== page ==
Hi guys, i know it has been way too long since I have last posted a blog or article. This summer has gotten extremely hectic with field work out in the keys and regular work back at the office. On top of all that, i have been carefully writing, editing, re-editing and finalizing an article I have wrote for StrictlyFishWrap. I am very excited to announce that this week (hopefully) StrictlyFishWrap will publish the article I have been working on for weeks. It will definitely be worth the read and I plan on writing more interesting articles related to ecology, wildlife conservation and awareness for them.

On other news, not that summer is winding down, I will have more spare time to blog on interesting, related topics with pictures. I have signed up for my open water certification (scuba) on Aug 31, 2012 and i could not be more excited to finally start scuba diving. When that day arrives, i will post plenty of pictures on the reefs we visit. Again, I apologize for not being up to date with blogs and pictures and videos.

When StrictlyFishWrap publishes my article, you guys will be the first that I’ll inform!

Until then, enjoy this awesome video of dolphins and a black Labrador enjoying each others company in the water. Amazing video!

Oh, and this weekend, I played some frisbee with my dog and got a pretty cool picture. Let me know if you guys enjoy the picture and video. Take care guys and hope everyone is keeping active on wildlife awareness, education and conservation!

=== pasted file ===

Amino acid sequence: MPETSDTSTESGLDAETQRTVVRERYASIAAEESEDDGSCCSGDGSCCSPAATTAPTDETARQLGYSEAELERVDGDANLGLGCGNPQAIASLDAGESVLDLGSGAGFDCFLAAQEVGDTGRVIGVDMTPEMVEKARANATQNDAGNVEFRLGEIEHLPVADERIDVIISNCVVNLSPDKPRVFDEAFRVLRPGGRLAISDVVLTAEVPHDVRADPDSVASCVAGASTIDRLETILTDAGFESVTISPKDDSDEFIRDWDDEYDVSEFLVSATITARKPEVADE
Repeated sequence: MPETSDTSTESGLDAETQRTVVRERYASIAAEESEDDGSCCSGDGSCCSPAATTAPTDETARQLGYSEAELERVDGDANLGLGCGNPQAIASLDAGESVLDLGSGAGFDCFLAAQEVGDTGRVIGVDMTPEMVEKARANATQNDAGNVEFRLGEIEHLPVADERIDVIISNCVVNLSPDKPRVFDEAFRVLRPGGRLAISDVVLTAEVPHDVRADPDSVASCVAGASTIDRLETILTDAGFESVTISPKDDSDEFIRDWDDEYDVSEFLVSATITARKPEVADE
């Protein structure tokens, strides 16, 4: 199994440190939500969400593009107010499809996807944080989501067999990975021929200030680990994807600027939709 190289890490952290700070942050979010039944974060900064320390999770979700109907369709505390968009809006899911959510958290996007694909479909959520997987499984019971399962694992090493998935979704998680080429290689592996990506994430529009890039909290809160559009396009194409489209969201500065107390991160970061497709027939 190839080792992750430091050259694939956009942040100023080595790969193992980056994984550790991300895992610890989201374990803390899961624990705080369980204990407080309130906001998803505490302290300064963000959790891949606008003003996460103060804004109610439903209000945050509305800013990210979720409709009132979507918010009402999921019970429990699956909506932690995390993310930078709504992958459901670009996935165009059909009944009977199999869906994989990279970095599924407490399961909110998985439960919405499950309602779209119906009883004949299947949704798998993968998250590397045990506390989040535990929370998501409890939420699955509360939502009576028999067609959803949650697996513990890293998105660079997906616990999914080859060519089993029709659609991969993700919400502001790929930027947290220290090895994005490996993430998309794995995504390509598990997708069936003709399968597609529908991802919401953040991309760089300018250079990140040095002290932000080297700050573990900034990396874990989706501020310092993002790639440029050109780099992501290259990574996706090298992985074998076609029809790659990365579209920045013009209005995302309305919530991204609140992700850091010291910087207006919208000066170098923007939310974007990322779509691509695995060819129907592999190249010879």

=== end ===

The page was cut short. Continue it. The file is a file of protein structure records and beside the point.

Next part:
Zoey enjoying the beautiful day, playing her favorite sport

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New species of fish discovered

New species of fish discovered

New species of fish discovered 200ft below the ocean. They are reef fish! Always warms my heart to read news on new discoveries. Let’s keep them coming !

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A day at the Zoo!

I work for parks and recreation and we have a summer camp program for kids with disabilities. Every summer we take them on field trips, like the zoo, the aquarium, the movies, bowling, etc. Today was our first field trip to the zoo and we got to feed the giraffes!  Image

It was a scorcher today down here in south Florida, so we cut the trip a little short because it became unbearable for the kids. I always love passing by the African Elephant enclosure and today i got lucky and was able to snap a picture of this elephant cooling himself off.Image

Usually the elephants are either resting or out of sight when i visit the zoo, but this time i got a rare chance to see this amazing and one of the most intelligent animals on earth, cool himself off. When i got home from work, i checked facebook and received some disturbing news. The elephant in this picture is named Machito, and he is 32 years old, and has been in grave condition for the past 48 hours. His health started deteriorating over the last few weeks and veterinarians are working around the clock to see what is causing it. Please keep him in your thoughts. Even though he may not be in your city or even country does not mean he is any less important than any other elephant out there. Let’s hope they can find a diagnosis and let’s hope he will get better. Elephants are highly intelligent animals and highly emotional so i can only imagine what must be going on in his mind. I received the news on machito through this link…http://www.facebook.com/zoomiami